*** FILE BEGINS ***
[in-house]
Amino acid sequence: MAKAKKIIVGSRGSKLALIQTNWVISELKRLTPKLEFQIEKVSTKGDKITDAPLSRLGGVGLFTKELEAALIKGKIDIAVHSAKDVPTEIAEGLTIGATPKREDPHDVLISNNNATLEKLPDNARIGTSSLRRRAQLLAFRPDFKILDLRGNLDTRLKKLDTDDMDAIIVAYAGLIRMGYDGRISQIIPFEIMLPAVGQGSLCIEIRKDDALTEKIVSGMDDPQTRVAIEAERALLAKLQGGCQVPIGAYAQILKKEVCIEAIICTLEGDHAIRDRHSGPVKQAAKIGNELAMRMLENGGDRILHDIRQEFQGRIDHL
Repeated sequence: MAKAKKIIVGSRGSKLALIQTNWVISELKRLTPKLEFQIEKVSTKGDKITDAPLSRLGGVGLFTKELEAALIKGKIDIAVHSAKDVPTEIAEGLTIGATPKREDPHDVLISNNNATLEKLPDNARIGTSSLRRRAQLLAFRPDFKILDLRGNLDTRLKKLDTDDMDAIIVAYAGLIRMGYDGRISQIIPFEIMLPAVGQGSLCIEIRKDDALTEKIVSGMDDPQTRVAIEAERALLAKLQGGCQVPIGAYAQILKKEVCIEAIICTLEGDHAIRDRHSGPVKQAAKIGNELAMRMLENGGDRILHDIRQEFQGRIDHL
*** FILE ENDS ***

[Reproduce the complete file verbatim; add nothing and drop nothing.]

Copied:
[in-house]
Amino acid sequence: MAKAKKIIVGSRGSKLALIQTNWVISELKRLTPKLEFQIEKVSTKGDKITDAPLSRLGGVGLFTKELEAALIKGKIDIAVHSAKDVPTEIAEGLTIGATPKREDPHDVLISNNNATLEKLPDNARIGTSSLRRRAQLLAFRPDFKILDLRGNLDTRLKKLDTDDMDAIIVAYAGLIRMGYDGRISQIIPFEIMLPAVGQGSLCIEIRKDDALTEKIVSGMDDPQTRVAIEAERALLAKLQGGCQVPIGAYAQILKKEVCIEAIICTLEGDHAIRDRHSGPVKQAAKIGNELAMRMLENGGDRILHDIRQEFQGRIDHL
Repeated sequence: MAKAKKIIVGSRGSKLALIQTNWVISELKRLTPKLEFQIEKVSTKGDKITDAPLSRLGGVGLFTKELEAALIKGKIDIAVHSAKDVPTEIAEGLTIGATPKREDPHDVLISNNNATLEKLPDNARIGTSSLRRRAQLLAFRPDFKILDLRGNLDTRLKKLDTDDMDAIIVAYAGLIRMGYDGRISQIIPFEIMLPAVGQGSLCIEIRKDDALTEKIVSGMDDPQTRVAIEAERALLAKLQGGCQVPIGAYAQILKKEVCIEAIICTLEGDHAIRDRHSGPVKQAAKIGNELAMRMLENGGDRILHDIRQEFQGRIDHL